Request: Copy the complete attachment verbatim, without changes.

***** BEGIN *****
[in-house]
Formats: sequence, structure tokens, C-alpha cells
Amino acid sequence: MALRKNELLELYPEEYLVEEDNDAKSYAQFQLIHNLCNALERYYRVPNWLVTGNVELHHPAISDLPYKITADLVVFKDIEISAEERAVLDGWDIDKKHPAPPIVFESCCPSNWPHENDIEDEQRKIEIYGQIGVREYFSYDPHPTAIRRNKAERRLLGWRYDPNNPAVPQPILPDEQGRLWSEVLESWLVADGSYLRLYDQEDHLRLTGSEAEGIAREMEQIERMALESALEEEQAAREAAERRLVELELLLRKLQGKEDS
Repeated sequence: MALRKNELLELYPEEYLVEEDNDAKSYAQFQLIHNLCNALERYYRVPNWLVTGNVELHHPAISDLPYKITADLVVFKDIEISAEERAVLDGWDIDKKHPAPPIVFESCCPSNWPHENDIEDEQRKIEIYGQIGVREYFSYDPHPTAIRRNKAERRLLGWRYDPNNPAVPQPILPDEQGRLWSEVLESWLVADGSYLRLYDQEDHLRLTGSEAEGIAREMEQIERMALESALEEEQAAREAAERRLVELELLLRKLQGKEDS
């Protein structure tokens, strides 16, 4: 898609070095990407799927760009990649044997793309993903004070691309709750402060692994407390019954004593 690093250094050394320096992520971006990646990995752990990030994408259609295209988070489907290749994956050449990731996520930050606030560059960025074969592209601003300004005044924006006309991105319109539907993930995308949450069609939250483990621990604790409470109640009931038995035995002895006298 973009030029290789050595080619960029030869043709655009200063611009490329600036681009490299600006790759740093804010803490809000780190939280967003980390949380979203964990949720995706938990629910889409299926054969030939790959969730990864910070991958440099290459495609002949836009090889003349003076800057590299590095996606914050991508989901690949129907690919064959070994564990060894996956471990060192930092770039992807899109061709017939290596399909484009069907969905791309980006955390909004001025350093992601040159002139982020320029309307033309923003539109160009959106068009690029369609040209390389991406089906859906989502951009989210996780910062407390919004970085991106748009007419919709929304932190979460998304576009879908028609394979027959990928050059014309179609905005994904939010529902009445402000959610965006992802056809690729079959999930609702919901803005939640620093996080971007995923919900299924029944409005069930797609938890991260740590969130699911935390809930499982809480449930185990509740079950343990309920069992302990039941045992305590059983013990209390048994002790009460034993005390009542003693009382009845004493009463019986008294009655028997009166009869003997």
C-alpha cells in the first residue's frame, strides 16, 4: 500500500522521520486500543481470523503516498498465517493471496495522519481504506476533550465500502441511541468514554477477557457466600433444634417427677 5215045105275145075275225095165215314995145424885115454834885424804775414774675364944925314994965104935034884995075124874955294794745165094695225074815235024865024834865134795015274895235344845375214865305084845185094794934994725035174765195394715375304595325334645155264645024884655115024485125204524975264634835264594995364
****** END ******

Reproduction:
[in-house]
Formats: sequence, structure tokens, C-alpha cells
Amino acid sequence: MALRKNELLELYPEEYLVEEDNDAKSYAQFQLIHNLCNALERYYRVPNWLVTGNVELHHPAISDLPYKITADLVVFKDIEISAEERAVLDGWDIDKKHPAPPIVFESCCPSNWPHENDIEDEQRKIEIYGQIGVREYFSYDPHPTAIRRNKAERRLLGWRYDPNNPAVPQPILPDEQGRLWSEVLESWLVADGSYLRLYDQEDHLRLTGSEAEGIAREMEQIERMALESALEEEQAAREAAERRLVELELLLRKLQGKEDS
Repeated sequence: MALRKNELLELYPEEYLVEEDNDAKSYAQFQLIHNLCNALERYYRVPNWLVTGNVELHHPAISDLPYKITADLVVFKDIEISAEERAVLDGWDIDKKHPAPPIVFESCCPSNWPHENDIEDEQRKIEIYGQIGVREYFSYDPHPTAIRRNKAERRLLGWRYDPNNPAVPQPILPDEQGRLWSEVLESWLVADGSYLRLYDQEDHLRLTGSEAEGIAREMEQIERMALESALEEEQAAREAAERRLVELELLLRKLQGKEDS
């Protein structure tokens, strides 16, 4: 898609070095990407799927760009990649044997793309993903004070691309709750402060692994407390019954004593 690093250094050394320096992520971006990646990995752990990030994408259609295209988070489907290749994956050449990731996520930050606030560059960025074969592209601003300004005044924006006309991105319109539907993930995308949450069609939250483990621990604790409470109640009931038995035995002895006298 973009030029290789050595080619960029030869043709655009200063611009490329600036681009490299600006790759740093804010803490809000780190939280967003980390949380979203964990949720995706938990629910889409299926054969030939790959969730990864910070991958440099290459495609002949836009090889003349003076800057590299590095996606914050991508989901690949129907690919064959070994564990060894996956471990060192930092770039992807899109061709017939290596399909484009069907969905791309980006955390909004001025350093992601040159002139982020320029309307033309923003539109160009959106068009690029369609040209390389991406089906859906989502951009989210996780910062407390919004970085991106748009007419919709929304932190979460998304576009879908028609394979027959990928050059014309179609905005994904939010529902009445402000959610965006992802056809690729079959999930609702919901803005939640620093996080971007995923919900299924029944409005069930797609938890991260740590969130699911935390809930499982809480449930185990509740079950343990309920069992302990039941045992305590059983013990209390048994002790009460034993005390009542003693009382009845004493009463019986008294009655028997009166009869003997």
C-alpha cells in the first residue's frame, strides 16, 4: 500500500522521520486500543481470523503516498498465517493471496495522519481504506476533550465500502441511541468514554477477557457466600433444634417427677 5215045105275145075275225095165215314995145424885115454834885424804775414774675364944925314994965104935034884995075124874955294794745165094695225074815235024865024834865134795015274895235344845375214865305084845185094794934994725035174765195394715375304595325334645155264645024884655115024485125204524975264634835264594995364